FIG. 8 is a fragmentary isometric illustration of a portion of the actuation system which schematically depicts the selective movement of various of its components.
Schematically illustrated in FIG. 1 are the primary components of a gas turbine propulsion engine 10 which embodies principles of the present invention. During operation of the engine, ambient air 12 is drawn into a compressor 14 which is spaced apart from and rotationally coupled to a bladed turbine section 16 by an interconnecting shaft 18. Pressurized air 20 discharged from compressor 14 is forced into an annular, reverse flow combustor 22 which circumscribes the turbine section 16 and an adjacent portion of shaft 18. The air 20 is mixed within the combustor with fuel 24, the resulting fuel-air mixture being continuously burned and discharged from the combustor across turbine section 16 in the form of hot, expanded gas 26. This expulsion of the gas 26 simultaneously drives the turbine and compressor, and provides the engine's propulsive thrust.
Conventional combustors used in aircraft jet propulsion engines are of fixed geometry construction and are designed to be operated only within a predetermined altitude-mach number flight envelope such as envelope 28 bounded by the solid line 30 in the graph of FIG. 2. If an attempt is made to operate the conventional combustor at higher altitudes or lower mach numbers then those within envelope 28 (i.e., within, for example, the cross-hatched area 32 bounded by line 30 and dashed line 36 in FIG. 2), the ignition stability and altitude relight capability of the combustor are adversely affected. More specifically, if a conventional, fixed geometry combustor were to be operated within the representative flight envelope expansion area 32, the combustion process in the combustor would be subject to abrupt, unintended extinguishment, causing an equally abrupt power loss. Compounding this rather serious problem, substantial difficulty would normally be encountered in relighting the combustor until the aircraft dropped back into the normal flight envelope 28.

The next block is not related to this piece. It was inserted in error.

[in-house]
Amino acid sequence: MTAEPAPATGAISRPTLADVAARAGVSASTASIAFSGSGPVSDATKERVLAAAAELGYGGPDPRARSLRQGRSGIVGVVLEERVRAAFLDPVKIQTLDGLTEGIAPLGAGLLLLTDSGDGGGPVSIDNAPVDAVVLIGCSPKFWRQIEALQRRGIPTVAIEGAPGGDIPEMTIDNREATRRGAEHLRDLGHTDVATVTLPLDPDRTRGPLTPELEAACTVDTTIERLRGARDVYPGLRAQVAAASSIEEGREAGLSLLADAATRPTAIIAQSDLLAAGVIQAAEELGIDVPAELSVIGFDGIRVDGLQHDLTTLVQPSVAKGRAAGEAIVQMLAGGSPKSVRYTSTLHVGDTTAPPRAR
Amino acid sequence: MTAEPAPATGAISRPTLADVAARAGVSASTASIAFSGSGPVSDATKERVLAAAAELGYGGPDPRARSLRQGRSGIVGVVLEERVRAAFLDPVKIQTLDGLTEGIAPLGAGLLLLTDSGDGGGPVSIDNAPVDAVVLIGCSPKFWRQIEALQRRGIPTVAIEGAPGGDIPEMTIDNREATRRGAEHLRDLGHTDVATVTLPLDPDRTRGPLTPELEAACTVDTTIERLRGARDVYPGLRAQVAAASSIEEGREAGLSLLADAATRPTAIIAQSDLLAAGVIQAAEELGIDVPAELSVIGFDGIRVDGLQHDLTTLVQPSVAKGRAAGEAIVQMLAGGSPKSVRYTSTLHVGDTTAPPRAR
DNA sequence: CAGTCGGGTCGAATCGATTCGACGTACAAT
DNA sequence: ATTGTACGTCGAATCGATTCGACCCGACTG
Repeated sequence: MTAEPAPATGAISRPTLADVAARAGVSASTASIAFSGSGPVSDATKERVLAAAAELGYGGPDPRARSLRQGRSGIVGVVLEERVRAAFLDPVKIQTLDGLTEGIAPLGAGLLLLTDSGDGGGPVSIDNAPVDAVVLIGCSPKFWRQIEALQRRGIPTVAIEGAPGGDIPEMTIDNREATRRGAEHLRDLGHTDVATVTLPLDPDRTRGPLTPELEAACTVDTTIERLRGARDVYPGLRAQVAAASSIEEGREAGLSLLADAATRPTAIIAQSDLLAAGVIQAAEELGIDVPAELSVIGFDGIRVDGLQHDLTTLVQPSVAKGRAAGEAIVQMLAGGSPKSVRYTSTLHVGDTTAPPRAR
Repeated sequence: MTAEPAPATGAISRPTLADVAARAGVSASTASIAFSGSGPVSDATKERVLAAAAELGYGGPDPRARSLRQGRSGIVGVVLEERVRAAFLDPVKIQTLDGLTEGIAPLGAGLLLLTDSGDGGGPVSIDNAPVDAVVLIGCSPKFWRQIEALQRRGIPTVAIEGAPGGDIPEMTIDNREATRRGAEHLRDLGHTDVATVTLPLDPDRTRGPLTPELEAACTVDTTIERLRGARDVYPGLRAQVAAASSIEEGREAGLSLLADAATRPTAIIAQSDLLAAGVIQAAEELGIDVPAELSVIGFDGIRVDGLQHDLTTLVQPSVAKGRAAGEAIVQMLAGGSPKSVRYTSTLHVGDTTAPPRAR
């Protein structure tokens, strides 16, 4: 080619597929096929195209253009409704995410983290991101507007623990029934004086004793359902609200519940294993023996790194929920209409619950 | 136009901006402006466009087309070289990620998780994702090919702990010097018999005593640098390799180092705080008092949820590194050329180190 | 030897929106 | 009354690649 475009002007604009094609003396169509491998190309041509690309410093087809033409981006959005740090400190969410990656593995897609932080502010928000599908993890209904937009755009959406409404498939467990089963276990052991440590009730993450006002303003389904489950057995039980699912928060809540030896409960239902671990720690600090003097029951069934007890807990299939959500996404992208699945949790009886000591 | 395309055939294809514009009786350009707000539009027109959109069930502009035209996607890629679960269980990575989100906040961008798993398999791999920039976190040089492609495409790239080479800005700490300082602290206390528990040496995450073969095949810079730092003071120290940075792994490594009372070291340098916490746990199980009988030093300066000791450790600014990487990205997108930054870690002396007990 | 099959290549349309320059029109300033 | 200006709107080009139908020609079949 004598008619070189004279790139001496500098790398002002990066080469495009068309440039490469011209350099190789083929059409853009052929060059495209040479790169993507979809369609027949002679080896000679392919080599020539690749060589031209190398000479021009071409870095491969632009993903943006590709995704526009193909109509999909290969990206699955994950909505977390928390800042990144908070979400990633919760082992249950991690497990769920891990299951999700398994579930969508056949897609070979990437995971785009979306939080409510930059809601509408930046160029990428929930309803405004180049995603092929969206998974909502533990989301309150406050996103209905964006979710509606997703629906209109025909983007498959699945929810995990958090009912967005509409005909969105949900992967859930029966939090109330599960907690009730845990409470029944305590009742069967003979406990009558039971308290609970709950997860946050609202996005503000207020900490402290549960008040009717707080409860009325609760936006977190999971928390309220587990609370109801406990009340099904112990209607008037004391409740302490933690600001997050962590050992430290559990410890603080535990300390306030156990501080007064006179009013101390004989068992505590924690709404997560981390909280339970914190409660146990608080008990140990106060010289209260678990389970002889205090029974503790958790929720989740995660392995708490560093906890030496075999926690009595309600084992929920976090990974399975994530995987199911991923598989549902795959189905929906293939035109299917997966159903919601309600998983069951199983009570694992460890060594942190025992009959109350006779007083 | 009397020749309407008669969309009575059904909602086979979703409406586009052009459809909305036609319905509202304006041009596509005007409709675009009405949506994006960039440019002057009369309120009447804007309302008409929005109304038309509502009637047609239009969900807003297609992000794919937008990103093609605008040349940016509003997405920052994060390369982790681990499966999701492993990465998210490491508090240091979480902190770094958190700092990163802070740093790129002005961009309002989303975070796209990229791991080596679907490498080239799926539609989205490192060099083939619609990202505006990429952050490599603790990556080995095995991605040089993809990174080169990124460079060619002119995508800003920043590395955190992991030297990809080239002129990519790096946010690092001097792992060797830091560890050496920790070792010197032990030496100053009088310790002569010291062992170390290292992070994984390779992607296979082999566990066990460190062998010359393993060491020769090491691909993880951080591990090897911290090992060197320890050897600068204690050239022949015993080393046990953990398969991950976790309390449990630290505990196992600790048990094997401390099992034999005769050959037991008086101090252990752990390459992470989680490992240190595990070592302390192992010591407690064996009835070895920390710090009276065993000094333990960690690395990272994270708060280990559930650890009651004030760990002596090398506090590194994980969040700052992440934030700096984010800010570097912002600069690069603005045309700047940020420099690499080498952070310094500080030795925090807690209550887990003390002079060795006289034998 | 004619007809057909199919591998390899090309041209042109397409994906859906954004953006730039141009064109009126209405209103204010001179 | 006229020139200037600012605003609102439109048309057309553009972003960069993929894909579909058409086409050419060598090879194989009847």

Not only is the upper boundary of a gas turbine propulsion engine's flight envelope limited by conventional fixed geometry combustor apparatus as just described, but certain other previously necessary combustor design compromises limit the engine's performance--even within the design flight envelope 28. One such limitation arising from the use of fixed geometry high temperature rise combustors is the occurrence of engine ground starting difficulty--especially at low ambient temperatures.